If you saw my last post about our first week, here in Batumi, Georgia, you probably assumed that I didn’t really like it here. I knew it wasn’t going to be a city that I wanted to stay in long-term, but we wanted to have some beach time in what was left of the summer. After venturing out in early September, to see more of the sights, I have a new appreciation for the city. Though it was still very warm at the beginning of the month, we decided to take a walk in the city center. When we first arrived in Batumi, I assumed that the city was primarily a beach resort, so I was surprised to see so many beautiful, old buildings in the downtown area, that had been restored. Unlike the area where we are staying, with its modern high-rises, derelict older buildings, and chaotic walkways, the old town center boasts well-maintained cobble-stone streets and parks that feature whimsical, bronze statues and ornate fountains. We were also delighted to discover many restaurants and cafes offering Georgian cuisine, and boutiques selling unique clothing and accessories, by Georgian designers.

As we passed the old town and walked along the seaside, we came to the Argos Skyline and decided to take a ride. A round-trip ticket, for the 15-minute ride, through the city, and up the hill, for a panoramic view, cost 15 USD. The ads for the sky-line promised a chance to see native dancing and wine tasting, but these events were not going on when we visited. There were, however, some cafes and shops offering Georgian wine and souvenirs for sale. What made the trip worthwhile were the beautiful views of the city and the Black Sea.

We picked a rainy day in the second week of September, to visit The Batumi Art Museum. I wasn’t expecting the museum to be grand since the price of admission was only 70 cents, but I was pleasantly surprised when we arrived to see the very regal-looking, traditional style building, that housed the museum and its exquisite display of paintings and sculptures. The inside of the building is reminiscent of a palace, with its marble statues, gold-encrusted columns, and formal staircase. We started our tour on the first floor, where I was mesmerized by the works of a local artist, who painted images of people that had very stoic expressions, big eyes, and long necks. As we headed up the grand staircase,  to the second floor, we saw a display of marble sculptures, pottery jugs that held clay figures, and a series of impressionist-style paintings from the 19th Century. Next door, in the gallery, were more works by a local artist, who painted with watercolors over squiggly, pen and ink, lines. I was fascinated by the technique and the visual effect that it created. As we were leaving the museum, we stopped to enjoy the gardens and the fountains, with the colored lights, that went on, as dusk set in.

Last Thursday, since the temperatures had started to cool down a bit, we decided to take an hour-long bus ride to the Botanical Gardens. As the bus kept going higher and higher, up a hill, we kept wondering where the stop was for the gardens. Finally, to our surprise, a little girl tapped my husband on the shoulder and told him that if we were going to the gardens we should get off the bus now. We have no idea how she knew where we were going, but we were grateful for her help and thanked her. We walked around a bend and finally saw the garden gate. When we walked through, it felt like we were in a huge national park. According to the brochure that we got at the ticket booth, all the species of trees and plants were brought in by a botanist, in the 1800’s, from several different continents. We chose to stay on the paved road, as we walked through the gardens, stopping to read the tags on the trees and plants, that were printed in English and Georgian, and told the names of the species, and where they came from. I’ve always had a passion for trees, plants, and flowers, so I was in my element here. We saw so many different types of Eucalyptus trees. Their silvery leaves and their fresh scent reminded me of the ones at the school I attended in Bogota, Colombia, at age 13. I had never seen Bamboo trees like the ones growing in these gardens. They had thick green trunks and their tiny, leaf, foliage, was growing way at the top. There were still many flowers blooming, behind ornate, iron fences. My favorites were the purple ones from India that looked like pom-poms. I also loved the hibiscus flowers that folded their petals up at the end of the day.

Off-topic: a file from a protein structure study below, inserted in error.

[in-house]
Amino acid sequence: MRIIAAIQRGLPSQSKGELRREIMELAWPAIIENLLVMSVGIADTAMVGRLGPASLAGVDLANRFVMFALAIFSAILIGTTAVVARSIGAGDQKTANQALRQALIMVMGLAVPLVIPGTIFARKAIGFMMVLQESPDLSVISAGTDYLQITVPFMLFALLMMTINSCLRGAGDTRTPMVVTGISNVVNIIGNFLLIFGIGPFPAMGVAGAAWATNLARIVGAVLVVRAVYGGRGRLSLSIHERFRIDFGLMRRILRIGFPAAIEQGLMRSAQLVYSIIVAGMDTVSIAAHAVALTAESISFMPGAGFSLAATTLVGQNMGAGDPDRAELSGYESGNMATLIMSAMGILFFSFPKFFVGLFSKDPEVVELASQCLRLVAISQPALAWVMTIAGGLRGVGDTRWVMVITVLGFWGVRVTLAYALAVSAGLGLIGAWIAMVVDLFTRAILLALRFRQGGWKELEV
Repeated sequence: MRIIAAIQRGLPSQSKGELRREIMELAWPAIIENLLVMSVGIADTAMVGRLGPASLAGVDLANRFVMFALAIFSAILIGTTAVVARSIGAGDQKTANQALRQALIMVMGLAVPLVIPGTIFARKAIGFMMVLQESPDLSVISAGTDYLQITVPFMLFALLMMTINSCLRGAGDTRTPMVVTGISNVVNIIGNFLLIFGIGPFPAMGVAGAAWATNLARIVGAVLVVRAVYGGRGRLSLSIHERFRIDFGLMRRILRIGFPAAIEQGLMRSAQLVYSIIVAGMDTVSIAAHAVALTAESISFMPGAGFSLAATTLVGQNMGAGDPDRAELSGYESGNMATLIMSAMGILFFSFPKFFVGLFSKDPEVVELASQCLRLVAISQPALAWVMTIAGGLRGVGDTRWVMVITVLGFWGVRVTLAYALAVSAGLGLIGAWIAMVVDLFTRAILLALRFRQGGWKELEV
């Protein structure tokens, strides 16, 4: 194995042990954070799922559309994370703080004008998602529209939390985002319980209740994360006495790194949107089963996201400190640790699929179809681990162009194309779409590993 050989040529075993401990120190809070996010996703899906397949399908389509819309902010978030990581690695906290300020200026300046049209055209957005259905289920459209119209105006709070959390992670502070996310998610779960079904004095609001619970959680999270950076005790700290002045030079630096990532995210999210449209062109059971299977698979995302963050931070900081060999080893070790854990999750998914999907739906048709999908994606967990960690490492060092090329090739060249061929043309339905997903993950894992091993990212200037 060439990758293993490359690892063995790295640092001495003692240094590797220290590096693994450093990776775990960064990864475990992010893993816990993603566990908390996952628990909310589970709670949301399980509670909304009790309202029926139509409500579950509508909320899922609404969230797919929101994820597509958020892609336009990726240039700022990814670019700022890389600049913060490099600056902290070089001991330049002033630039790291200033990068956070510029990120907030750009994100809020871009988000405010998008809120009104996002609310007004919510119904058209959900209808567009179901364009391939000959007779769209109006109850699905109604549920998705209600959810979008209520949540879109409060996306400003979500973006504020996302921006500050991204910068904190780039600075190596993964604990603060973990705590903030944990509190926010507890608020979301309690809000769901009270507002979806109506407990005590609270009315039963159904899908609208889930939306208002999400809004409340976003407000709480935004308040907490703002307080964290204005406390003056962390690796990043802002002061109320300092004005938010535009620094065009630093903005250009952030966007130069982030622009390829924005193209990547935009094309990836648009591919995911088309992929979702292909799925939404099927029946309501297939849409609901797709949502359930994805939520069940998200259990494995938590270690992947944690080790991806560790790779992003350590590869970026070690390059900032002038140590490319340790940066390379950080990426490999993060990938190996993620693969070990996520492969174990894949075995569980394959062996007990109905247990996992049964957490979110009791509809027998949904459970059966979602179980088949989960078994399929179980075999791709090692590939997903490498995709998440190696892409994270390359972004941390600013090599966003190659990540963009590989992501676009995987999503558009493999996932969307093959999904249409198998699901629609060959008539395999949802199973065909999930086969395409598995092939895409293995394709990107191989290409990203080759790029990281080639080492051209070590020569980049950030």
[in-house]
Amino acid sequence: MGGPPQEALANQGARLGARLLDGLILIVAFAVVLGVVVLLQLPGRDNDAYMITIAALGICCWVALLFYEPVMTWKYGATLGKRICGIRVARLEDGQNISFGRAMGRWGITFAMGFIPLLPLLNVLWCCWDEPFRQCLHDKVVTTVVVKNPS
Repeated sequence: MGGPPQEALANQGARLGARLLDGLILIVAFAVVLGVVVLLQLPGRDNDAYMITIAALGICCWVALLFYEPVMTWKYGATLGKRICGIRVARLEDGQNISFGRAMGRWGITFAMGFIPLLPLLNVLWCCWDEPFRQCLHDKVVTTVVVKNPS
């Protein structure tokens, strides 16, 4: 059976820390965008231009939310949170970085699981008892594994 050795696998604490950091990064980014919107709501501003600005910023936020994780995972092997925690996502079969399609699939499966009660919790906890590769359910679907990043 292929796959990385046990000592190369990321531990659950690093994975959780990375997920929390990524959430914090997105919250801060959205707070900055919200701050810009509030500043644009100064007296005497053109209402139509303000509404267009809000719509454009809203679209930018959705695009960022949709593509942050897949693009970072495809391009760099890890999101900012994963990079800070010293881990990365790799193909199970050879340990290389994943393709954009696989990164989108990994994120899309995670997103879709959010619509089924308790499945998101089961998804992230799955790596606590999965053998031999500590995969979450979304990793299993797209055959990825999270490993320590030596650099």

Our tour of the gardens ended at the bottom of the hill, by a park, near the seaside. Here we bought tickets for the electric car, that took us back to the parking area, where we caught a bus to Batumi. The Botanical Gardens were impressive and definitely worth the $7.50 admission fee. It was a great way to spend the day outdoors.

The Dancing Fountains was an extraordinary event that we had the privilege to witness, on Saturday night, in downtown Batumi. We had dinner out, then after dark headed downtown to see the show. When we got there people were lined up, all along the lake, staring in awe, at these glorious fountains, that were all going at once, in different directions, as the lights changed colors beneath them. Then came the real entertainment, in which musical films from the 50’s, and music videos of today, were being projected on the stream of water, that served as a screen, making them appear like holograms. The fountains were an amazing sight and the music that played along with them made the experience all the more enjoyable.